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MHCA to City Council: find a better Plan ‘B’

 

MHCA President Lorenc speaks to City Hall’s executive policy committee Wednesday on the budget

MHCA President Lorenc speaks to City Hall’s executive policy committee Wednesday on the budget

MHCA President Chris Lorenc told City Council’s executive policy committee this week Winnipeg cannot simply eliminate all residential street work for 2019, in response to the provincial government’s shortchanging the city on the cost-shared roads agreement last year.

NO residential street work this year? Cancelling the 53 residential street repair projects that were scheduled? In a word: inconceivable. 

Lorenc told Mayor Brian Bowman and his EPC that the MHCA sympathizes with the dilemma the short-changing causes for Winnipeg, which is left with a $40-million hole in its streets budget. But City Hall’s proposal is to recoup the shortfall by taking $20 million out of 2019’s residential street budget, and $20 million next year. In a word: Untenable.

Further, because the province refuses to sign a new, five-year agreement for roads funding with Winnipeg, the total shortfall in 2019, compared to budget plans, is $42 million. In total, Winnipeg’s forecast 2019-2024 falls another $145 million short because the provincial government will not share the costs of critical investment in our trade-transportation network.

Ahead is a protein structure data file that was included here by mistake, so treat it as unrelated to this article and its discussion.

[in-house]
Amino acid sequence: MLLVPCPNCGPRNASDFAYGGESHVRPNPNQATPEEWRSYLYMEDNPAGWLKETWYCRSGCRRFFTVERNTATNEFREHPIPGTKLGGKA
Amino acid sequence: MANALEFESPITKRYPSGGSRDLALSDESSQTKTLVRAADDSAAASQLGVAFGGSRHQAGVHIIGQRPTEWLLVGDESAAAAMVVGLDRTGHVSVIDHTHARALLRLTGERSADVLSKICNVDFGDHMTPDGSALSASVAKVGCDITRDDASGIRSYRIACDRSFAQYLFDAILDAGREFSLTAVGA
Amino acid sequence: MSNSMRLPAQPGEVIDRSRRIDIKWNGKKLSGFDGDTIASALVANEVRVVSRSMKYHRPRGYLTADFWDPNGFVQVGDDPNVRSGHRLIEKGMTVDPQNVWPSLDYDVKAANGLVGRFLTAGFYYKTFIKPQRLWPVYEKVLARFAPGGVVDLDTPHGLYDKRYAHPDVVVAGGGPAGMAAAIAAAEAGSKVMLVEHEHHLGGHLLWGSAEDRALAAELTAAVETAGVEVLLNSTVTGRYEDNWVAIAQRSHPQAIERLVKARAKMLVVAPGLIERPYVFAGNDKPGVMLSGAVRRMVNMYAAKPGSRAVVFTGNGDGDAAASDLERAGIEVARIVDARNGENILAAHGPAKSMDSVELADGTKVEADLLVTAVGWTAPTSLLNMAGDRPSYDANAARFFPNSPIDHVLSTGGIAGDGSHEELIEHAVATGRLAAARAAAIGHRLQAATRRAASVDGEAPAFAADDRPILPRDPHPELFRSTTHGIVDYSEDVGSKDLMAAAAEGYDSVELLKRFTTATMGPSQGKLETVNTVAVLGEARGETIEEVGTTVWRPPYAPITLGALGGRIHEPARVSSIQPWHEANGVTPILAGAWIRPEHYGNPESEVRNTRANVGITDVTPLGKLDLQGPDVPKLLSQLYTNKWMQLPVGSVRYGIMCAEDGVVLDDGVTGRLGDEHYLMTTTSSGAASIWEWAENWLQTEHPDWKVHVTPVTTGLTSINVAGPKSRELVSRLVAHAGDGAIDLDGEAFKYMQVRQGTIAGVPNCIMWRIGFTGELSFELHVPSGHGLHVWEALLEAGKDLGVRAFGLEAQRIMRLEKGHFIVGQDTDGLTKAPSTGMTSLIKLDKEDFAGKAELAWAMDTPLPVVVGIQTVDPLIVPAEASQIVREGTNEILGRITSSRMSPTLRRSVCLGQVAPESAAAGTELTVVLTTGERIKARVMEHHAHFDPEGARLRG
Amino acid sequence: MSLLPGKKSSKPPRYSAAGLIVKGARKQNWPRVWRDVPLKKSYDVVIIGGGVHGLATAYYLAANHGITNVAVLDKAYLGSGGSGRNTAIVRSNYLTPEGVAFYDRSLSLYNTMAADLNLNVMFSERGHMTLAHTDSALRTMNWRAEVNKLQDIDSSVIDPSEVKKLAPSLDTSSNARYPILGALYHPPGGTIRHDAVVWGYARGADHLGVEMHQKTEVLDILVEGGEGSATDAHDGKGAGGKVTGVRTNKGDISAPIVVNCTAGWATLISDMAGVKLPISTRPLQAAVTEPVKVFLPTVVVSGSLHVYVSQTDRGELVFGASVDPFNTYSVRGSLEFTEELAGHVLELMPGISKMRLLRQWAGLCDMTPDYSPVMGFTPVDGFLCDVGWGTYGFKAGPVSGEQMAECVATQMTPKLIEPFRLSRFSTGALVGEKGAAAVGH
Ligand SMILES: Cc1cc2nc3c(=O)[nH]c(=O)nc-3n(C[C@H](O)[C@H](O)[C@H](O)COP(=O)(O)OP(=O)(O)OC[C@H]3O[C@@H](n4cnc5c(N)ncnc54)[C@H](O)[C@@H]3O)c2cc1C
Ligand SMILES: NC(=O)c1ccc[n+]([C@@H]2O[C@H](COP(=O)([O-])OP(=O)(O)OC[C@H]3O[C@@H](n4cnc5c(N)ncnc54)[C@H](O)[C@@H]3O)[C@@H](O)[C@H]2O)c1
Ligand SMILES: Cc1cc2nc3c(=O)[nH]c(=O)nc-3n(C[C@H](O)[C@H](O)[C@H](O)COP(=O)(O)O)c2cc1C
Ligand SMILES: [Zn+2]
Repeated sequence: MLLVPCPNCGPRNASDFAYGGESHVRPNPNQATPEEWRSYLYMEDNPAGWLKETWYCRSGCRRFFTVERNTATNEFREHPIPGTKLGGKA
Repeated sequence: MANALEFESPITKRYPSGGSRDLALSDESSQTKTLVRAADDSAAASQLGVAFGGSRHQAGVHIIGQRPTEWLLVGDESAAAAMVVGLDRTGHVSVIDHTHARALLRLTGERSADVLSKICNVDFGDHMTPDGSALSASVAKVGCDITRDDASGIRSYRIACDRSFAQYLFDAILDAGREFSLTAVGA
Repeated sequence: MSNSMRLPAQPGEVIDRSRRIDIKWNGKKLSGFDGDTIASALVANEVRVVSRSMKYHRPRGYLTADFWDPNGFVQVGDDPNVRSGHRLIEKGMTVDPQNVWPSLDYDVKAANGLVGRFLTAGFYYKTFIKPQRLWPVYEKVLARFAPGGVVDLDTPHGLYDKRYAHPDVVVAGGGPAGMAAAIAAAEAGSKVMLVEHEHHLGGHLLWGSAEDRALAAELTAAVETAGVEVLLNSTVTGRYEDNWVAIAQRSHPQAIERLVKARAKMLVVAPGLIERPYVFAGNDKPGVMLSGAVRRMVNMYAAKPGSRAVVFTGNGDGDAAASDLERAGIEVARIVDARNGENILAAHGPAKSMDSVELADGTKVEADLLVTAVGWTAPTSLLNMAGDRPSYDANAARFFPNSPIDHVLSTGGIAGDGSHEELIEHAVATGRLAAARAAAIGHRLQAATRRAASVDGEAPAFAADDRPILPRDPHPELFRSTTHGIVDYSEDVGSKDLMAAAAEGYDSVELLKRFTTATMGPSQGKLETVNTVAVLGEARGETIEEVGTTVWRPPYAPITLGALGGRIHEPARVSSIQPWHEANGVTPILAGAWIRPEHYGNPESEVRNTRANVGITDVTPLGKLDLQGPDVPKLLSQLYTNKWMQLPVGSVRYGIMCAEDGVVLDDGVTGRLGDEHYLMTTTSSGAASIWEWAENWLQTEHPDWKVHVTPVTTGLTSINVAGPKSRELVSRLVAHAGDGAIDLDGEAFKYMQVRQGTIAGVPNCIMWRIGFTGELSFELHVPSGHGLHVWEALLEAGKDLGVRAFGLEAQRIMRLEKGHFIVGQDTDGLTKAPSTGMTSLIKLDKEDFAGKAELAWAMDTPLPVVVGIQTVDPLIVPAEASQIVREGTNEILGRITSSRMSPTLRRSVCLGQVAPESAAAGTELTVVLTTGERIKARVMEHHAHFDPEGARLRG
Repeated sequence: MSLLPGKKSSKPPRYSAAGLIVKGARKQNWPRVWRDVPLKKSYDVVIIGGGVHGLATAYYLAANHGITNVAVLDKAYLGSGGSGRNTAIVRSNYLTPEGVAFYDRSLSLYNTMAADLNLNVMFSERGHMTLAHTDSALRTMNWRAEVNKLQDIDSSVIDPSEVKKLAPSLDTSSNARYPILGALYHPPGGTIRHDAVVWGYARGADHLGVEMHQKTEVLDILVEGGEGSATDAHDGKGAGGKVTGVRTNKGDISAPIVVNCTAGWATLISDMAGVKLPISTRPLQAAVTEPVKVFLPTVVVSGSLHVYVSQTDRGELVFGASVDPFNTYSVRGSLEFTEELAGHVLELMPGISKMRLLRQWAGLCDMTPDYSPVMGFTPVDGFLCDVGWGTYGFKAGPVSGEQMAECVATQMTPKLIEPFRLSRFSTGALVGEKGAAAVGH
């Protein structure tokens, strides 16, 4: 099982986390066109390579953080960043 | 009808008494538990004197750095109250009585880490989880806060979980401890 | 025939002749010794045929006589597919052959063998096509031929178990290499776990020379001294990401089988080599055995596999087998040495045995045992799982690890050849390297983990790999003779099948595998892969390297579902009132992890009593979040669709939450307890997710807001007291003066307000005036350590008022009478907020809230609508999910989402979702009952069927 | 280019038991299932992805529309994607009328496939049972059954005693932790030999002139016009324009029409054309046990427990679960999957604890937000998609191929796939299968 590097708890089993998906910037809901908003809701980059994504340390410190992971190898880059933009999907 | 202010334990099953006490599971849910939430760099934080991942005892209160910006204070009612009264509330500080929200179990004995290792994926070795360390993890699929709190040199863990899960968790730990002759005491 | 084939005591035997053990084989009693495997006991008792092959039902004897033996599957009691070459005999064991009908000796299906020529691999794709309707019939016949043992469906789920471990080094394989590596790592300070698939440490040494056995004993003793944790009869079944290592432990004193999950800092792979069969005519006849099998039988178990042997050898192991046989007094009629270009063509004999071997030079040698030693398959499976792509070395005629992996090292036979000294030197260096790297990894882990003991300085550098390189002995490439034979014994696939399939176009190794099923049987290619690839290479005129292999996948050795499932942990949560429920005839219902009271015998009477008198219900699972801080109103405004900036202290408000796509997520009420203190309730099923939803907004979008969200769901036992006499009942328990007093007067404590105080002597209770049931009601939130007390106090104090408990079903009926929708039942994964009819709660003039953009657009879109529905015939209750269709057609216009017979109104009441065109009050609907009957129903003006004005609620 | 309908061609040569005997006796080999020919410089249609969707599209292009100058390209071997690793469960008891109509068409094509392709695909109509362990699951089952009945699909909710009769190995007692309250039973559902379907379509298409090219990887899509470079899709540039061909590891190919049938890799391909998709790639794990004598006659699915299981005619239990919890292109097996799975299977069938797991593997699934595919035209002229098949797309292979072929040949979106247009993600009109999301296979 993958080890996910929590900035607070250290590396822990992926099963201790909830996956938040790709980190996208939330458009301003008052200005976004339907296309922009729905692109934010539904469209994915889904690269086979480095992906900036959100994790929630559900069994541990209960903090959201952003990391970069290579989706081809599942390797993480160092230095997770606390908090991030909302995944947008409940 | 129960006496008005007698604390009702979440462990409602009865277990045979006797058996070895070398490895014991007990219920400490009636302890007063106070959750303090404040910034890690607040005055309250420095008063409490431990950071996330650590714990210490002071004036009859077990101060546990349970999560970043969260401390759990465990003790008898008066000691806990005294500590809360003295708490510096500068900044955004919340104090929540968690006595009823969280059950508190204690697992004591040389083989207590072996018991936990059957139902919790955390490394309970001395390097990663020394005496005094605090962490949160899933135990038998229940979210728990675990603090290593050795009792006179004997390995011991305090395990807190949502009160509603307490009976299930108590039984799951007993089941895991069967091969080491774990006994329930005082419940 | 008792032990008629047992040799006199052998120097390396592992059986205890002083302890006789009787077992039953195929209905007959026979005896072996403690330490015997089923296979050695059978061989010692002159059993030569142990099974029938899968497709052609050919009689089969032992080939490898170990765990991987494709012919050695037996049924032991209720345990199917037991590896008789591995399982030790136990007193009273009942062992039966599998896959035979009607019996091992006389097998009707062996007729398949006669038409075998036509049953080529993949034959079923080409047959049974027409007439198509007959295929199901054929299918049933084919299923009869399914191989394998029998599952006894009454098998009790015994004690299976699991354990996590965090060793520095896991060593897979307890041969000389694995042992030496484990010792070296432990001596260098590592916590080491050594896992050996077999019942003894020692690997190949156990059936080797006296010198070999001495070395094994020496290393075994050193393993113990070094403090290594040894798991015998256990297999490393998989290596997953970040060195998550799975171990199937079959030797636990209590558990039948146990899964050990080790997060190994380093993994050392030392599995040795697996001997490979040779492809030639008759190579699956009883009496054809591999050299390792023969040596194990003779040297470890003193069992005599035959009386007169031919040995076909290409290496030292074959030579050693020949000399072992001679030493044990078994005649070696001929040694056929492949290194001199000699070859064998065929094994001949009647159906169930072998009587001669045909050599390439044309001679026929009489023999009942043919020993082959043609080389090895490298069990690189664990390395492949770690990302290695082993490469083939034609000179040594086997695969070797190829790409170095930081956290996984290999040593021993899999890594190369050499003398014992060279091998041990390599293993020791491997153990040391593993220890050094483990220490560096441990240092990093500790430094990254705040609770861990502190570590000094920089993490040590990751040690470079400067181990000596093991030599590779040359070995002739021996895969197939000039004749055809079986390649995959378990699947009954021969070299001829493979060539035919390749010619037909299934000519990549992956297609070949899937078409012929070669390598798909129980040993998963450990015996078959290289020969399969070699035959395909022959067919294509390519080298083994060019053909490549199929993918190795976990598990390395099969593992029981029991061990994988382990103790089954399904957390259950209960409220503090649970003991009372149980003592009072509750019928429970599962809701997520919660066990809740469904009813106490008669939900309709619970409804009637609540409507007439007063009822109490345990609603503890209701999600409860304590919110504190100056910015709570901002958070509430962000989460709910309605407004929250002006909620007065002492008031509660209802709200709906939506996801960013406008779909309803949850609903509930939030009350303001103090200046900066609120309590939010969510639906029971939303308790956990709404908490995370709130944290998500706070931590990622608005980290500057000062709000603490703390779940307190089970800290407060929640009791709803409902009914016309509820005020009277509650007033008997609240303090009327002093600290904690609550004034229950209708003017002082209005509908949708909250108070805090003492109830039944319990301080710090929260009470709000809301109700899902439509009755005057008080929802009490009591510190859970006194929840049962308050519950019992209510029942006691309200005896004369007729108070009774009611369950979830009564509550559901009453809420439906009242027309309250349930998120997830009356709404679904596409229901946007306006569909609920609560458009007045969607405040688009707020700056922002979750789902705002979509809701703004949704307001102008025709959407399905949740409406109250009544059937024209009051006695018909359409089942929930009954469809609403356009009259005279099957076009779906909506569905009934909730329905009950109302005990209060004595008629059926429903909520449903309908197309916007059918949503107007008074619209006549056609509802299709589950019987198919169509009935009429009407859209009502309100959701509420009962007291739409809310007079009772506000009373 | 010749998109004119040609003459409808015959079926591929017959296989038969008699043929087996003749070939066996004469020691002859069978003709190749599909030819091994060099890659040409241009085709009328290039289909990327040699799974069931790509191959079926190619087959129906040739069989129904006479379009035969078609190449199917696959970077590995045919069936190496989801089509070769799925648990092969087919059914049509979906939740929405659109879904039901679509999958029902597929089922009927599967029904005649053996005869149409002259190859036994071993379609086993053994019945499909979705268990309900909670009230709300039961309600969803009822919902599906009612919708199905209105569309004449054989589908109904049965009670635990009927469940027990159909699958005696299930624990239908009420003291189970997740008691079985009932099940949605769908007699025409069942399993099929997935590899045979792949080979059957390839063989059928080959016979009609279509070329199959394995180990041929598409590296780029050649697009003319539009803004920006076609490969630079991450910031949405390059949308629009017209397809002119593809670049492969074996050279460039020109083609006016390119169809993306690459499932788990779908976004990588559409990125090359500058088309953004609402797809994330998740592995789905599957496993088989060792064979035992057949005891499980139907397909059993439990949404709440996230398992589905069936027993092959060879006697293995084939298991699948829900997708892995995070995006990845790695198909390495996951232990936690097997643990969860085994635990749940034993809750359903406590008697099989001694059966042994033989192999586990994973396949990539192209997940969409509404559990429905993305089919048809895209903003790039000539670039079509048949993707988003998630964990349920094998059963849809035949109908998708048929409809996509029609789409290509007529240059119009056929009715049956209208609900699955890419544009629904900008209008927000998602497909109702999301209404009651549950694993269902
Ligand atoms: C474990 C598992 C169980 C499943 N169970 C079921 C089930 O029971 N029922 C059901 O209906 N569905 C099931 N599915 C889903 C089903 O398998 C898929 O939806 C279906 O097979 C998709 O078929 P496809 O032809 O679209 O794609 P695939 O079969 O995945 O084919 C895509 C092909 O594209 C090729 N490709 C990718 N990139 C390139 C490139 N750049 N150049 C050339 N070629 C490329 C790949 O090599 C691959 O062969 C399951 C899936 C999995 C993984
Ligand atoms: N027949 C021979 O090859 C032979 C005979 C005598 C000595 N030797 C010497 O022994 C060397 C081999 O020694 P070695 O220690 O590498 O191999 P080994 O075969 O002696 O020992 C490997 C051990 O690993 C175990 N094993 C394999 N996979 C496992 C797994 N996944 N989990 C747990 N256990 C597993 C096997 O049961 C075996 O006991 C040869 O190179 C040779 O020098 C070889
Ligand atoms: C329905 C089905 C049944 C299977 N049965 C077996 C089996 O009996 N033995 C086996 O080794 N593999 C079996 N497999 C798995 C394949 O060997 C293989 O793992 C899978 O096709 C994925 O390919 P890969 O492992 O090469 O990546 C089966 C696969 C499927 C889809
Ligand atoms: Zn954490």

MHCA supports City Council’s efforts to push the Provincial government to make good on its commitments, Lorenc stressed. 

But the ‘Plan B’ cannot be accepting this as a ‘new reality’ and taking it out of critical street repairs. 

Councillors learned this was the budget option last Thursday. The Free Press reported that Coun. Scott Gillingham, Chair of the Finance Committee, said then that council would have to decide if there were options to restore the residential work, such as tax increases or borrowing

Lorenc said Plan ‘B’ cannot allow the provincial government to walk away from funding commitments. “That option lets Broadway off the hook. It sets a dangerous precedent.”

Further, it transfers the pain to city residents, who will see their streets crumble further, and onto the backs of the heavy construction workers, men and women who rely on stable employment in the industry to earn a living for their families.

“Once a company folds, leaves the heavy construction industry, or once a skilled labourer is forced to find a career in other industries, they do not come back – and that is the point at which our industry has reached,” Lorenc cautioned the EPC members Wednesday. 

“This strikes at the heart of our economy. Transportation infrastructure is the foundation of trade – moving people to jobs and goods to market.”

Budget 2019 is scheduled for final vote March 20th

 

Lorenc speaks to the CBC following the budget presentation at City Hall Wednesday

Lorenc speaks to the CBC following the budget presentation at City Hall Wednesday


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